By Andrew Dampf
The Associated Press
SHANGHAI (AP) — The swimming world championships ended with a bang Sunday, July 31, when emerging Chinese standout Sun Yang broke the oldest world record in the sport — Australian great Grant Hackett’s 10-year-old mark in the 1,500 meters.
Sun was just over two seconds off Hackett’s 2001 pace with four laps to go, but accelerated on the final two laps to finish in 14 minutes, 34.14 seconds, improving on Hackett’s mark of 14:34.56 set at Fukuoka, Japan.
“I was not obsessed with the world record before the final, because I wanted to focus on my plan,” Sun said. “My goal is to win the gold. I’m so grateful to the whole Chinese team, including my coach and my parents as well, and I think the world record belongs to all of them.”
Fifth-place finisher Chad La Tourette of the United States said he was “just happy to be a part of it.”
“I knew he was going to be close at the 800,” La Tourette added. “That was a fantastic swim and it really just kind of sets himself apart as a once-in-a-generation type swimmer like Grant was.”
The crowd at the Oriental Sports Center provided loud support over the final laps, erupting into more joy when the clock stopped four-tenths of a second inside Hackett’s mark.
“That’s a [great] record there,” said another American, Peter Vanderkaay, who placed sixth. “I heard the crowd get into it the last 100, 200, so I knew he had to be close. That’s an amazing swim. I tip my hat to him.”
It was only the second world record to fall in swimming since high-tech bodysuits were banned 19 months ago — and Hackett’s record had been the only mark to withstand the record deluge during the polyurethane era of 2008 and 2009.
American all-arounder Ryan Lochte set the first world record since the return to textile suits at this meet Tuesday in the 200 individual medley.
The two world records set in this eight-day meet were a sharp contrast from the 43 marks that dropped at the last worlds in Rome two years ago.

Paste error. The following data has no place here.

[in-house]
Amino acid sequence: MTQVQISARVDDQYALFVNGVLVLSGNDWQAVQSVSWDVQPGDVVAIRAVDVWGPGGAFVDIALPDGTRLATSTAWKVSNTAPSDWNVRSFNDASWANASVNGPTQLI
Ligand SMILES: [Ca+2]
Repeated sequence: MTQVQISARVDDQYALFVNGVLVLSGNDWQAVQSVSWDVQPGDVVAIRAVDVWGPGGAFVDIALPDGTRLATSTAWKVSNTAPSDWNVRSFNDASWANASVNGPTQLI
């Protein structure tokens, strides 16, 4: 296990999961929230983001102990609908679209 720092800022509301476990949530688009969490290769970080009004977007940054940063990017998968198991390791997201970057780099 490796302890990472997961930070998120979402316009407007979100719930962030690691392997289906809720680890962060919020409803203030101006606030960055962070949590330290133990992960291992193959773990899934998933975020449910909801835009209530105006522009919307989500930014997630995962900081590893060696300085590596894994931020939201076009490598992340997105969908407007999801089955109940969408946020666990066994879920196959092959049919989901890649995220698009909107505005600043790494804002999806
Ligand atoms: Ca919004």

Lochte, the overall standout of the meet, also won the 400 IM Sunday for his fifth gold, edging silver medalist and teammate Tyler Clary by a massive four seconds.
“I’m glad this meet’s over. It’s been a long, long eight days,” Lochte said. “Getting five gold medals is definitely great. The times I went, I know I can go faster.”
Michael Phelps, meanwhile, finished with four golds after pushing the Americans in front during the butterfly leg in the 4×100 medley relay. Nathan Adrian held off a late comeback attempt by Australia’s James Magnussen in the anchor leg.
The Americans won in 3:32.06, Australia took silver in 3:32.26, and Germany got bronze in 3:32.60.
Lochte wasn’t included on the U.S. squad for the final relay of the meet.
In other events, 33-year-old Therese Alshammar of Sweden won the women’s 50 free and American Elizebth Beisel took gold in the women’s 400 IM. Another American, Jessica Hardy, reclaimed the 50 breaststroke title she lost two years ago during a doping ban and Liam Tancock gave Britain its second gold in as many nights in the 50 back.
The 19-year-old Sun also won the 800 free earlier in the meet, plus a silver in the 400 and a bronze with China’s 4×200 relay squad. He is coached by Hackett’s former mentor Dennis Cotterell.
Sun had already come close to Hackett’s mark when he won at the Asian Games last November in Guangzhou, China, in 14:35.43.
Upon breaking Hackett’s mark, an exhausted Sun celebrated mildly, then bowed to the crowd.
Ryan Cochrane of Canada wasn’t far behind Sun for the first half of the race, then dropped back to finish second in 14:44.46, while Gergo Kis of Hungary took the bronze in 14:45.66.
During the 400 IM, Lochte was already in the lead by the time he surfaced, following his initial dive off the starting block. He had a one-second lead after the opening butterfly leg and expanded that to two seconds over the backstroke and breaststroke legs, before powering home in the freestyle to win by about two bodylengths.
Clary clocked 4:11.17 and Yuya Horihata of Japan got bronze in 4:11.98.
Lochte leaves Shanghai having won all four of his individual events — beating Phelps in two of them. He took another gold, plus a bronze, with the U.S. relay teams.
Now, it’s fair to say Lochte has had the edge over Phelps this year, too, setting up an enticing duel at next year’s London Olympics.
Alshammar, a four-time Olympian, won the 50 free in 24.14 ahead of two Dutch swimmers — Ranomi Kromowidjojo and Marleen Veldhuis. Defending champion and world record holder Britta Steffen of Germany withdrew earlier in the meet.
Hardy missed the 2009 worlds while serving a one-year doping ban, even though the Court of Arbitration for Sport accepted that she was not at fault for consuming a contaminated dietary supplement. She won in 30.19, 2009 winner Yuliya Efimova of Russia took the silver, and another American, Rebecca Soni, got bronze.
Tancock’s victory followed British teammate Rebecca Adlington’s 800 free victory a day earlier. However, his win won’t create as much clamor going into next year’s London Games because the 50 back is not an Olympic event. ♦